DEAN DUNHAM: Is it really a ‘legal obligation’ to have smart meter fitted?

Is it really a ‘legal obligation’ to have a smart meter installed? Consumer rights attorney DEAN DUNHAM responds

Eon has told us that our electricity meter needs to be replaced and it is a ‘legal obligation’ to do so.

Eon says we need to make an appointment for a technician to install a new smart meter.

Is this correct? Our meter was installed in 2003. We have had no problems with it, read it regularly and pay by direct debit.

Sylvia Hill, by email.

Pressure: Energy company Eon claims that customers are now ‘legally obliged’ to switch to a smart meter

Dean Dunham replies: Energy suppliers have been instructed by the government to take ‘all reasonable steps’ to install smart meters in homes and the energy companies are eager to do so.

While all providers use different tactics to convince consumers to buy a smart meter, many readers tell me they feel bullied into buying one into believing it’s mandatory.

Smart meters are not mandatory. You are perfectly within your legal rights to decline your provider’s offer or insistence to install one.

This is unless, as Eon claims in your case, your current meter is on the verge of becoming obsolete and cannot be repaired or replaced with another traditional meter.

Meters installed before 2006 have a certain lifespan, depending on the make and model, and are considered obsolete after this date.

Meters installed after 2006 can be tested by taking a data sample to verify accuracy. Typically, such tests are performed every six years.

However, I’ve heard many stories where while this was the excuse given by the power company, it wasn’t actually true.

I’ve also heard of companies claiming that a traditional meter should be replaced due to ‘safety issues’.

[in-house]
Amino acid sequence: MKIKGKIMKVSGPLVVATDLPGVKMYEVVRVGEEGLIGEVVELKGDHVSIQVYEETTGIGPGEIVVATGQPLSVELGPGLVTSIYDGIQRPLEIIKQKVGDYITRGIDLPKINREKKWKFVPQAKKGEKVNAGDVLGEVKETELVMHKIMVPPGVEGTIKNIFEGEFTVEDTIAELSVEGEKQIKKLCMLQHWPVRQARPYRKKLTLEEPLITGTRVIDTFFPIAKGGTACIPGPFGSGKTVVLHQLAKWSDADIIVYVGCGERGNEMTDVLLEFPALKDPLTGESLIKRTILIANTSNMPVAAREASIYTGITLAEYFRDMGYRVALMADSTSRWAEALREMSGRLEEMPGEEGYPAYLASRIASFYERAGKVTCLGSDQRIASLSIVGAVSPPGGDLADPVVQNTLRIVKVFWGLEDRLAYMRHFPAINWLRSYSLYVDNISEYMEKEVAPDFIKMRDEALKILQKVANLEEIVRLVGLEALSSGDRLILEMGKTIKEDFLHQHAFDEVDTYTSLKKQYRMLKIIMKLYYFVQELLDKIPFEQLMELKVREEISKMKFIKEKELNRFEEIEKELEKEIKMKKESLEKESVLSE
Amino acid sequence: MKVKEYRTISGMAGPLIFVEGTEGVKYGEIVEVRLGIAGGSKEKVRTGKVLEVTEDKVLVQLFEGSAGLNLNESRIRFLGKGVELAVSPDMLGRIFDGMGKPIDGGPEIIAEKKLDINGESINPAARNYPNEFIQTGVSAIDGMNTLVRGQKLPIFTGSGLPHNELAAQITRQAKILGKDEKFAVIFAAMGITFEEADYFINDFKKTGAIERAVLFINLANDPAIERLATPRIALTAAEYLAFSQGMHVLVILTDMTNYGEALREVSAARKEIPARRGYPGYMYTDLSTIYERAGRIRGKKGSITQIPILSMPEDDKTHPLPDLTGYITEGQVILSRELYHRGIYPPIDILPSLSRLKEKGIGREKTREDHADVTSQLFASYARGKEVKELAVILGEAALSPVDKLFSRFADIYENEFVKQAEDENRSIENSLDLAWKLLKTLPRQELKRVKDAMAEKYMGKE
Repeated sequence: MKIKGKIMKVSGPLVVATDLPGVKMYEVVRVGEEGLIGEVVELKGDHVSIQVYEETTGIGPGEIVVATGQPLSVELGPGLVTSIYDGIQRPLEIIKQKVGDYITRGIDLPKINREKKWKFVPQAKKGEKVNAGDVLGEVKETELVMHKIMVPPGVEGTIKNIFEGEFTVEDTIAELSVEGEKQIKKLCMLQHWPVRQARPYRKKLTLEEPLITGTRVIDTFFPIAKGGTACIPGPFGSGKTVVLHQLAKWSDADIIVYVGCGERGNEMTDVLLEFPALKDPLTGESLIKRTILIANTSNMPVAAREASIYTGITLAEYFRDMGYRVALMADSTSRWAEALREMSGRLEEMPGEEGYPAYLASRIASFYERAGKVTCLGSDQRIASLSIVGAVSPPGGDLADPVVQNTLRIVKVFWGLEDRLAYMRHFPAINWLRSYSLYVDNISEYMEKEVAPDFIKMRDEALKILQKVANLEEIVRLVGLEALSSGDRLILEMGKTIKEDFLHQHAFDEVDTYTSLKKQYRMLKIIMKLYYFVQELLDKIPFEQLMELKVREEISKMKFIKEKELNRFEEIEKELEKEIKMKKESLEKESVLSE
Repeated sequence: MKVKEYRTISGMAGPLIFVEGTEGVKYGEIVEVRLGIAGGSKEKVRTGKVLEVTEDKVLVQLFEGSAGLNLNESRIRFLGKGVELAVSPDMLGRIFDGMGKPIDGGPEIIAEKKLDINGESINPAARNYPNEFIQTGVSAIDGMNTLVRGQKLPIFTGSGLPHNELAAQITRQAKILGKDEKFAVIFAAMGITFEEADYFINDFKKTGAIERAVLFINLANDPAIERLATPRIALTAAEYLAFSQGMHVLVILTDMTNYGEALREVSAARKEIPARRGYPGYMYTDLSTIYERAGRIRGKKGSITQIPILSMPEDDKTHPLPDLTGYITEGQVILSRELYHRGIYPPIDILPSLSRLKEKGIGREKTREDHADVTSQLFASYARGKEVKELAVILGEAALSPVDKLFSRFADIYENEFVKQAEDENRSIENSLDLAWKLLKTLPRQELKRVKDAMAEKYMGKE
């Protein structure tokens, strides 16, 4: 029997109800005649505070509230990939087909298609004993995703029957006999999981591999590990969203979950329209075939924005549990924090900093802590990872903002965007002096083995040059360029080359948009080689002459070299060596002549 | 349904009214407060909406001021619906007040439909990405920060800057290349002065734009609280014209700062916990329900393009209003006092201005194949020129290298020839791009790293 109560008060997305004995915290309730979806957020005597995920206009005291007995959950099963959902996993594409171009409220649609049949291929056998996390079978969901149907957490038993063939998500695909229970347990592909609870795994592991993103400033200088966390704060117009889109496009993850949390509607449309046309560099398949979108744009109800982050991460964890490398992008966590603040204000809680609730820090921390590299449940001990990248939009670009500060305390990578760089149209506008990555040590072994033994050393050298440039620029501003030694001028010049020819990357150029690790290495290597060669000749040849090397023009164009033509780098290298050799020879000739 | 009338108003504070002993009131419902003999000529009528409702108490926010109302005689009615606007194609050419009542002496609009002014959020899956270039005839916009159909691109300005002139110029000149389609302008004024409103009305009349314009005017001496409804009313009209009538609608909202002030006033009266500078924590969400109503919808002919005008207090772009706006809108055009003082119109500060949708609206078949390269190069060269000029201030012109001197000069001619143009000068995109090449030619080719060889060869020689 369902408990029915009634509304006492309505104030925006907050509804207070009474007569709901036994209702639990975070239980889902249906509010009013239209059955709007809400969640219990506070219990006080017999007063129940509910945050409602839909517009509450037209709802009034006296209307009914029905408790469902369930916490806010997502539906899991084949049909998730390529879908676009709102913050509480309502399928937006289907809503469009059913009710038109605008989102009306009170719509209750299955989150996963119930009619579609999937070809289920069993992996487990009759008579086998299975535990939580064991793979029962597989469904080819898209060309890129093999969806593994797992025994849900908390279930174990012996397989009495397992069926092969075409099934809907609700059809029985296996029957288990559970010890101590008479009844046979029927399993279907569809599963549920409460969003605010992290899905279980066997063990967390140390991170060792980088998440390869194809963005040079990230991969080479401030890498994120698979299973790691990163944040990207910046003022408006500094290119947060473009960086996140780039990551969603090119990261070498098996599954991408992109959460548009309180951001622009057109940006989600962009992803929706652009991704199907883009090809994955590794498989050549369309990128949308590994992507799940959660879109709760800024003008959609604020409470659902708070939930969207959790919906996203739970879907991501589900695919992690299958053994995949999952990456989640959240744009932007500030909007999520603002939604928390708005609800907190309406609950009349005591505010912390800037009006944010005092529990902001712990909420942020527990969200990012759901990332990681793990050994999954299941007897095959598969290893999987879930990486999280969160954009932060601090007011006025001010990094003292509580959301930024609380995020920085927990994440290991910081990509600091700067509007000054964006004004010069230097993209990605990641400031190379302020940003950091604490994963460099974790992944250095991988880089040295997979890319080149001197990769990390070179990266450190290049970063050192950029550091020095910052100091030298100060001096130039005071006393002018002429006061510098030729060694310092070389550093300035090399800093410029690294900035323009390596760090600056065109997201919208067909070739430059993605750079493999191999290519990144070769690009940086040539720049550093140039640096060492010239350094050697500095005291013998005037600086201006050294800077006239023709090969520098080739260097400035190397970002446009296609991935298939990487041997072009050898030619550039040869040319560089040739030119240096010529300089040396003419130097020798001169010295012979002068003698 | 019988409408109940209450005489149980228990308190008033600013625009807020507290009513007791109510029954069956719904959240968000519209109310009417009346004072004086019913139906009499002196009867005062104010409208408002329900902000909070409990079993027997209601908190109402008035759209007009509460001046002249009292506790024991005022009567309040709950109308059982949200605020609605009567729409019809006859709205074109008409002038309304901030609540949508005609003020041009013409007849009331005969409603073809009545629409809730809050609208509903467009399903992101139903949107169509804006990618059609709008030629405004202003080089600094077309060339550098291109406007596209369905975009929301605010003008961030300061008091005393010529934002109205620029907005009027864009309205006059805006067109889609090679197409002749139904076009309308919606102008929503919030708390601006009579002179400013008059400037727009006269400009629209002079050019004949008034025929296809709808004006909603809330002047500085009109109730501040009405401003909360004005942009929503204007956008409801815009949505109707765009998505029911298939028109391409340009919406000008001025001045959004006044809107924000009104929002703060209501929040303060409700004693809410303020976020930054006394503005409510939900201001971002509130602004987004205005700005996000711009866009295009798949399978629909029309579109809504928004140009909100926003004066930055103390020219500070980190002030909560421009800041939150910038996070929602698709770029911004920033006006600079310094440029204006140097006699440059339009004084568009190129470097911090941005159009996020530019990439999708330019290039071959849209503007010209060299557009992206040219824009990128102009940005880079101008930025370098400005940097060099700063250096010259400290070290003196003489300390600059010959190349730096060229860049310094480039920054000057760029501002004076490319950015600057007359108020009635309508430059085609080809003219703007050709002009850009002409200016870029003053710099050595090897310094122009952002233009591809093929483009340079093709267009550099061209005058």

In either case, you have the right to ask for proof – and if Eon or another energy supplier can’t provide it, you can refuse to have a smart meter installed.

If a smart meter is the only option and you’re not happy with it, you can request that it be set to work in ‘dumb’ mode, where all communications are turned off.

This means that the ‘smart meter’ functions are disabled and you would read the meter normally.

Will my council tax go down if the garbage collectors go on strike?

I pay £2,172 council tax per year by monthly direct debit.

A partial strike by garbage collectors due to a wage dispute means that our recycling has stopped and yard waste is now collected once a month.

Do I have any right under the Consumer Rights Act to withhold a portion of the monthly charge because they fail to fulfill their portion of our contract?

I pay – they collect! I feel I am entitled to a cost reduction or even a refund as I now have to drive to the recycling depot to clear out the rubbish they failed to collect.

Jeff Richardson, by email.

Dean Dunham replies: This is unfortunately a question I get asked all over the country. In most scenarios, where a service is provided to a consumer, the Consumer Rights Act will provide protection.

However, this is one of the few cases where the Consumer Rights Act does not apply, as the Municipal Tax Act does not create a service contract between local authorities and residents.

Instead, the law says council tax is a way to fund local authorities without requiring you to provide any service in return for your payment.

A reduction in services such as household waste collection does not therefore automatically entitle you to a reduction in your municipal tax assessment.

That said, one possible remedy would be to make a complaint to the Local Government and Social Care Ombudsman (

It will ask your local authority to explain the reasons for the failed collections and, if it believes it has acted unreasonably, may award you compensation.

  • Write to Dean Dunham, Money Mail, Scottish Daily Mail, 20 Waterloo Street, Glasgow G2 6DB or email The Daily Mail assumes no legal liability for answers provided.